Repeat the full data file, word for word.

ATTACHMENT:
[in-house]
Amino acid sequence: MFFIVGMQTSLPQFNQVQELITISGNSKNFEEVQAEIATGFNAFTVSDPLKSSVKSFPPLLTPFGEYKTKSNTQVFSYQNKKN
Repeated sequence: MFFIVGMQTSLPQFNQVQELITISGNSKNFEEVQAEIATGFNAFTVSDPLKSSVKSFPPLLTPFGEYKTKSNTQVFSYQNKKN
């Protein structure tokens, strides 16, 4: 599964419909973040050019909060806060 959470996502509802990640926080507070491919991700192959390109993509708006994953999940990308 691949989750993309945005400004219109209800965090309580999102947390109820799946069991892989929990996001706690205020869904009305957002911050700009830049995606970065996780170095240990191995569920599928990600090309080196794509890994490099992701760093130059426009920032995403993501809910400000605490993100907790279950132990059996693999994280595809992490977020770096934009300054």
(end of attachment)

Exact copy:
[in-house]
Amino acid sequence: MFFIVGMQTSLPQFNQVQELITISGNSKNFEEVQAEIATGFNAFTVSDPLKSSVKSFPPLLTPFGEYKTKSNTQVFSYQNKKN
Repeated sequence: MFFIVGMQTSLPQFNQVQELITISGNSKNFEEVQAEIATGFNAFTVSDPLKSSVKSFPPLLTPFGEYKTKSNTQVFSYQNKKN
């Protein structure tokens, strides 16, 4: 599964419909973040050019909060806060 959470996502509802990640926080507070491919991700192959390109993509708006994953999940990308 691949989750993309945005400004219109209800965090309580999102947390109820799946069991892989929990996001706690205020869904009305957002911050700009830049995606970065996780170095240990191995569920599928990600090309080196794509890994490099992701760093130059426009920032995403993501809910400000605490993100907790279950132990059996693999994280595809992490977020770096934009300054």